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Missed Aims for Cannes Short Film Corner

Michelle Serieux (photo by Marlon James)

Missed, a short film written and directed by Michelle Serieux of New Caribbean Cinema has been accepted into the Court Métrage, The Short Film Corner, as well as the Marché  du Film (film market) of the Cannes Film Festival, May 16 - 26, 2012. Cannes is one of cinema’s most important events.

Missed is one of a few Caribbean films that will be streamed amongst hundreds of others from around the world as young filmmakers try to break into major markets. The 20 minute film set Jamaica’s Blue Mountains, stars Roger Guenveur Smith, Sharea Samuels and Marlon Stewart Gaynor. The film is Serieux’ first short film since she left film school.

Serieux explains that the greatest element of inclusion in the Short Film Corner is the validation it brings to herself, the cast and crew. “It’s a shared victory for all of us all of the crew that has been working on the project.”

As Serieux is keen to point out, the film is not in competition at Cannes, however participation in the Court Métrage provides opportunities for professional development, and most importantly, the opportunity to network with some of the world’s top film professionals and with your film acting as a calling card at the ready.

The Short Film Corner is specifically designed by the organizers of Cannes to create connections between the worlds of short films and features. Serieux and her creative and business partner Storm (Better Mus Come) are headed off to Cannes to do just that. The two will dive into a sea of activities from both the Short Film Corner and the Film Market, the latter of which will get most of their attention. Serieux and Storm will attend meetings, themed conferences, the producers network etc, as the two seek co-producers, pre-sales agreement, investors and partners for four feature-length projects that they have in the pipeline.

Missed is a film that bridges the divide between short films and features. It is part of the collective of short films being produced by New Caribbean Cinema under the working title Jamaica We Love You. The title is itself a homage to oneMissed (photograph courtesy of New Caribbean Cinema) of the most popular anthology films (a feature film with discrete short stories) Paris Je T’aime (Paris I Love You)Jamaica We Love You will also feature Coast (Nile Saulter), My Vote (Joel Burke), Sunday (Kyle Chin), Parish Bull (Ras Tingle), Land of My Birth (Desmond Young), and The Two of You (Storm).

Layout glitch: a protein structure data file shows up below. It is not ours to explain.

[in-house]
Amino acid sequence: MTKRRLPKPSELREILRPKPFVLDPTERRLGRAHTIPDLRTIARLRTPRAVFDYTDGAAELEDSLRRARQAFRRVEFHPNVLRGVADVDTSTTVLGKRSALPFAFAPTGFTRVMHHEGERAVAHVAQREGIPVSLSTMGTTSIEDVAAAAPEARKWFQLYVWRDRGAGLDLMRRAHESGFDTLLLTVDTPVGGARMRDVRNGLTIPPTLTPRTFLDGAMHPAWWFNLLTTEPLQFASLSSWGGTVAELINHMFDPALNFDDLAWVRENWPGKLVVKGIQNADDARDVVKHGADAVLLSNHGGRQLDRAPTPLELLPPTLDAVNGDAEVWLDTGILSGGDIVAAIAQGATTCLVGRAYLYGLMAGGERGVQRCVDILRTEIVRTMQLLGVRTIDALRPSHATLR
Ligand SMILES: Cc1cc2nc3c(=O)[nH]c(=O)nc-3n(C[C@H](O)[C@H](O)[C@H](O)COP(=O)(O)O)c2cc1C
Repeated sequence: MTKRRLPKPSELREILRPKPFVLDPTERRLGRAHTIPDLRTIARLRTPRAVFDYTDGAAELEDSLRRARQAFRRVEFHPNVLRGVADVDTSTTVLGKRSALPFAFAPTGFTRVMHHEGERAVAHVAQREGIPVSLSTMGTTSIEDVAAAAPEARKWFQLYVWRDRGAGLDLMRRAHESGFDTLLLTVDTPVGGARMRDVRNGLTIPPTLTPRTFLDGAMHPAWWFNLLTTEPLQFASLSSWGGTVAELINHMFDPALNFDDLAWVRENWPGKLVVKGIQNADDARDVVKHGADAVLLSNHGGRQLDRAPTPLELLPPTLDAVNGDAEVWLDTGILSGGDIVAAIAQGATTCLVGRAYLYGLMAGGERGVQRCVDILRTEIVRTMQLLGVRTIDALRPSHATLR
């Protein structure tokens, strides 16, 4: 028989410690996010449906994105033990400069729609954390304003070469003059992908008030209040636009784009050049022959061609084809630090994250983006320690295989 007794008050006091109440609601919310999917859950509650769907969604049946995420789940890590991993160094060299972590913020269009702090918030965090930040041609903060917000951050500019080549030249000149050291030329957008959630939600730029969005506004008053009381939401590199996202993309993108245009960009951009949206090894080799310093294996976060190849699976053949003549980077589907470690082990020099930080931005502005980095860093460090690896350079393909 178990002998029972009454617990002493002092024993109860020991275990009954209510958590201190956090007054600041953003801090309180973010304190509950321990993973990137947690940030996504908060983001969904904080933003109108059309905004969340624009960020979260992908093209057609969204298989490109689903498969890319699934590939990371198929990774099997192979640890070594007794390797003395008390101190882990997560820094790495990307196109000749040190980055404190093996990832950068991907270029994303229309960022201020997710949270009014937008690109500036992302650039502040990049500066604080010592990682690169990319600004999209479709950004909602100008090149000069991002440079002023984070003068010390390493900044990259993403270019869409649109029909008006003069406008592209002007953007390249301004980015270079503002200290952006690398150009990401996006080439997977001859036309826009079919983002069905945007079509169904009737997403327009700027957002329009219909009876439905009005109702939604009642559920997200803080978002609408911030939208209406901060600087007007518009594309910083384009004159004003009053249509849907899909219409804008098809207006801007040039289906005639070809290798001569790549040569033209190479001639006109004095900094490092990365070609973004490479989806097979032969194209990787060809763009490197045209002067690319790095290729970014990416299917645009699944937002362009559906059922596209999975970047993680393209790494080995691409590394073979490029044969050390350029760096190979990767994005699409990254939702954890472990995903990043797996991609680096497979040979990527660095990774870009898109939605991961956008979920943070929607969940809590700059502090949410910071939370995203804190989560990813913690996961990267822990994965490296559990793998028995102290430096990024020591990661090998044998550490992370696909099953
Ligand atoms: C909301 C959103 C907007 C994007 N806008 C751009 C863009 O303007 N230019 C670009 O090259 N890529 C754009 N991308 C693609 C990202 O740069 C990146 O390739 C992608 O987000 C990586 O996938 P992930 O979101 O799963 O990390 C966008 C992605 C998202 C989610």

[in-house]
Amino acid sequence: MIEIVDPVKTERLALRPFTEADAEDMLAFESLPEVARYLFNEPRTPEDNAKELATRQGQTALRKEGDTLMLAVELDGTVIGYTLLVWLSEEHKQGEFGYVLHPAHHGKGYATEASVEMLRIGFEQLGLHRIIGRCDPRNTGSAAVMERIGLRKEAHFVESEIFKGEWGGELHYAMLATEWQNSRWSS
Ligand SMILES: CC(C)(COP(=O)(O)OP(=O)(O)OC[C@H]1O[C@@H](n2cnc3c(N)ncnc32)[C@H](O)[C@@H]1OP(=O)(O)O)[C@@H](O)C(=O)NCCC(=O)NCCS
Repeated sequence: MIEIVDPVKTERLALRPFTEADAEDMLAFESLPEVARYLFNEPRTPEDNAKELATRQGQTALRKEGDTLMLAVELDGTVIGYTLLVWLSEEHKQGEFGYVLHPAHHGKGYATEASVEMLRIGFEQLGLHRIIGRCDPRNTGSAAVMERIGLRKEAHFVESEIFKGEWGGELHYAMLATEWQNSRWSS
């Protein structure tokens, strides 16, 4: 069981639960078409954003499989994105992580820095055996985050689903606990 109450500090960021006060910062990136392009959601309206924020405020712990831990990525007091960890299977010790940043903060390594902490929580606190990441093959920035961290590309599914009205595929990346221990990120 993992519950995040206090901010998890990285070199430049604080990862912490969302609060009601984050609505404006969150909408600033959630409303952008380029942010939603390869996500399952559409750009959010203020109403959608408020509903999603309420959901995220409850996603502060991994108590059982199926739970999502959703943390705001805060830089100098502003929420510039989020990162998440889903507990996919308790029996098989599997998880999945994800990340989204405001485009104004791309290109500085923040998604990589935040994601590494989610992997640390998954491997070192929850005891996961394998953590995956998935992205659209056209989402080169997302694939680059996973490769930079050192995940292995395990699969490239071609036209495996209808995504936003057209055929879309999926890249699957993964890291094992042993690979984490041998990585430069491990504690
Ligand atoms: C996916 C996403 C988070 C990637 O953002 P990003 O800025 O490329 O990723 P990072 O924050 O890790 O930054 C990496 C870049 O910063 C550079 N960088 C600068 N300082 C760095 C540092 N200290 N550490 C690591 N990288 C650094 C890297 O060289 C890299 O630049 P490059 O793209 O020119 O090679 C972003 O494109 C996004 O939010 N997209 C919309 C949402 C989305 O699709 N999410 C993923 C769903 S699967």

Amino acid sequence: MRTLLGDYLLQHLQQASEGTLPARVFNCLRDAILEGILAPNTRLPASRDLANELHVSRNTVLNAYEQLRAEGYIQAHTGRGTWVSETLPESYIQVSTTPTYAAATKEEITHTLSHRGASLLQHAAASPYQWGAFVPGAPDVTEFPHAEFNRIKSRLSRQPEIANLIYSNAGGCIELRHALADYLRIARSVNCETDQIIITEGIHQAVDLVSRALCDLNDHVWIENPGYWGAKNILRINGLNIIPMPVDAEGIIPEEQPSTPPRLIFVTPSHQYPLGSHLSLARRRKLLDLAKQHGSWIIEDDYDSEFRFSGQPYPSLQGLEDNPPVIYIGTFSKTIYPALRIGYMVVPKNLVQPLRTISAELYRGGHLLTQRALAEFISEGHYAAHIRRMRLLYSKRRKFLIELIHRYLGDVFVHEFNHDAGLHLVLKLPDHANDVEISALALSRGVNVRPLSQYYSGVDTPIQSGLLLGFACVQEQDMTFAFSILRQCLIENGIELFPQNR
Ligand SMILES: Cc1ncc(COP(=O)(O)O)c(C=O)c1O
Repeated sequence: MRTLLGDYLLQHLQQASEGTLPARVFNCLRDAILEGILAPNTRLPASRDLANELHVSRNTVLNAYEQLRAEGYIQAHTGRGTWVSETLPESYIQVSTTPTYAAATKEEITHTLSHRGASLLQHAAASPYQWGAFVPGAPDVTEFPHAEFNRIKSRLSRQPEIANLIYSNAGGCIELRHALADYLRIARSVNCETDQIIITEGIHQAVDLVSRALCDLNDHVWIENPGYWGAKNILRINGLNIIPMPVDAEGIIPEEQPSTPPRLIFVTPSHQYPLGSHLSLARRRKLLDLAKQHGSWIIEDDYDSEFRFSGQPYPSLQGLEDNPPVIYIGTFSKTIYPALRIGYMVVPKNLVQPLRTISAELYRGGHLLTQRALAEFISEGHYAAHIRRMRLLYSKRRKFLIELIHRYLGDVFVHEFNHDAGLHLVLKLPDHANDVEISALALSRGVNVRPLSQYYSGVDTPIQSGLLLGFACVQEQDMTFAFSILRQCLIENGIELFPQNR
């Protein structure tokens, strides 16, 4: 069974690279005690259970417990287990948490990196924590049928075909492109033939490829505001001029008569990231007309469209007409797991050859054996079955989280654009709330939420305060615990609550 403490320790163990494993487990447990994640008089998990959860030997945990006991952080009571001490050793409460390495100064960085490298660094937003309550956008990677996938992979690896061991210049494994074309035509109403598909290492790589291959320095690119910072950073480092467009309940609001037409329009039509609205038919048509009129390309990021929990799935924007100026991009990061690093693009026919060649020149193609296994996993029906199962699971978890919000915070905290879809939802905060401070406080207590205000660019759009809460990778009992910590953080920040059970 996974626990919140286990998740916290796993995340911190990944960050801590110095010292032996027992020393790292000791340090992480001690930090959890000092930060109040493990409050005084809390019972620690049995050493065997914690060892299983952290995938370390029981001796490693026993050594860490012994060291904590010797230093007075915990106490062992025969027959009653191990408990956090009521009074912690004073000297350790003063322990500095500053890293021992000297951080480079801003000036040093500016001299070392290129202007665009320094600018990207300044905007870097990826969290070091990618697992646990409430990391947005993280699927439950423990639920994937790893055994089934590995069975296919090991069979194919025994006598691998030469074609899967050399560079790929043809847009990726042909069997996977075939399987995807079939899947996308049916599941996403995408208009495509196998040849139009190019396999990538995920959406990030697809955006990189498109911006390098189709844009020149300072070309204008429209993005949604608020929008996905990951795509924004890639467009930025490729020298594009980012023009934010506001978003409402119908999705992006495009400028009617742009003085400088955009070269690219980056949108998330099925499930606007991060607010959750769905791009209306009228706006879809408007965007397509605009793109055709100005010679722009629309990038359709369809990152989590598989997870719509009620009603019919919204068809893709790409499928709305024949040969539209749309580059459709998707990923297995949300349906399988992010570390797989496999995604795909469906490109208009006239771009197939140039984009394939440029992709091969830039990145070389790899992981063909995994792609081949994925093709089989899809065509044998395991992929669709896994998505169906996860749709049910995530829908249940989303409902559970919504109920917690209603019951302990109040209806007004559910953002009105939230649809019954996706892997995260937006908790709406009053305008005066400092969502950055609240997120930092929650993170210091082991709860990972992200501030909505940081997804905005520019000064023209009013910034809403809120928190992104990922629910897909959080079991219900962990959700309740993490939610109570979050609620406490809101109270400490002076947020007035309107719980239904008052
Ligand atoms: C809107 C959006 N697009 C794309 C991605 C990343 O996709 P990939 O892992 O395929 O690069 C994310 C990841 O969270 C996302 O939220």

Keeping information about their upcoming projects relatively close to her chest, Serieux revealed that the four projects comprise three dramatic pieces and one documentary. She explained that the stories, include a modern day drama, hard hitting social commentary and a period action/adventure piece and are set in Jamaica and Seriuex’ homeland, St Lucia. Serieux and Storm hope to complete at least three of the projects within the next two years.

The trip to France is being self-funded and Serieux explains that this is in keeping with New Caribbean Cinema’s approach. She explains that they embrace a do-it-yourself attitude which is critical due to the absence of funding and institutional support in the Caribbean.

“If we were to sit around and wait for JAMPRO, or the government or corporate Jamaica we wouldn’t be where we are,” Serieux said. She notes however, that NCC’s success has also been achieved through the generosity of select companies and individuals that have made Jamaica We Love You a reality. She points to Sling Shot, Phase 3, Marlon James Photography and all the crew and cast of the films.

“It’s been critical that we do what we can, how we can, with what we can,” Serieux explained. Their main tools have been their creative capacity and technical know how.  According to Serieux the approach used by NCC was what they referred to in St. Lucia as “Coup de Main” which is a communal all hands on deck way of collaborating to get work done. “If we don’t create, we’re gonna die So we do it by any means necessary, even if it means being broke for a month, then taking a job with corporate Jamaica.”

Serieux believes that with each victory, even a small one, the film industry further proves its viability and makes one step closer to earning the support that it deserves.

“Slowly, slowly, slowly, we’re making the steps to creating a more solidified Caribbean cinema,” she said. “We have a ways to go and it can only get better.”